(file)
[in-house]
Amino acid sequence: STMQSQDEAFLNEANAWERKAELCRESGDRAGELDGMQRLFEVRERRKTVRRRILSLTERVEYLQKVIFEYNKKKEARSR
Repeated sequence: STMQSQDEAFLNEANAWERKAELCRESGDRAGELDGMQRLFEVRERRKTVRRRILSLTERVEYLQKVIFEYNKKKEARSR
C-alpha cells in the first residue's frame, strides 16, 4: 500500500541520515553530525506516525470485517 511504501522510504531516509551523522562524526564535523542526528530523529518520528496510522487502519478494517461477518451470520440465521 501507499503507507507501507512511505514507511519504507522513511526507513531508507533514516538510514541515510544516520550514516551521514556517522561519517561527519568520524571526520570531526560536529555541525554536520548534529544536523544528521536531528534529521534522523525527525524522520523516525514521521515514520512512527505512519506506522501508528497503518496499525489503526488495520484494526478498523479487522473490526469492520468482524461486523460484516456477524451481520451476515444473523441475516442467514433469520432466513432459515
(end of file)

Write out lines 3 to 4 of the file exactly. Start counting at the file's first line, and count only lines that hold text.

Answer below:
Repeated sequence: STMQSQDEAFLNEANAWERKAELCRESGDRAGELDGMQRLFEVRERRKTVRRRILSLTERVEYLQKVIFEYNKKKEARSR
C-alpha cells in the first residue's frame, strides 16, 4: 500500500541520515553530525506516525470485517 511504501522510504531516509551523522562524526564535523542526528530523529518520528496510522487502519478494517461477518451470520440465521 501507499503507507507501507512511505514507511519504507522513511526507513531508507533514516538510514541515510544516520550514516551521514556517522561519517561527519568520524571526520570531526560536529555541525554536520548534529544536523544528521536531528534529521534522523525527525524522520523516525514521521515514520512512527505512519506506522501508528497503518496499525489503526488495520484494526478498523479487522473490526469492520468482524461486523460484516456477524451481520451476515444473523441475516442467514433469520432466513432459515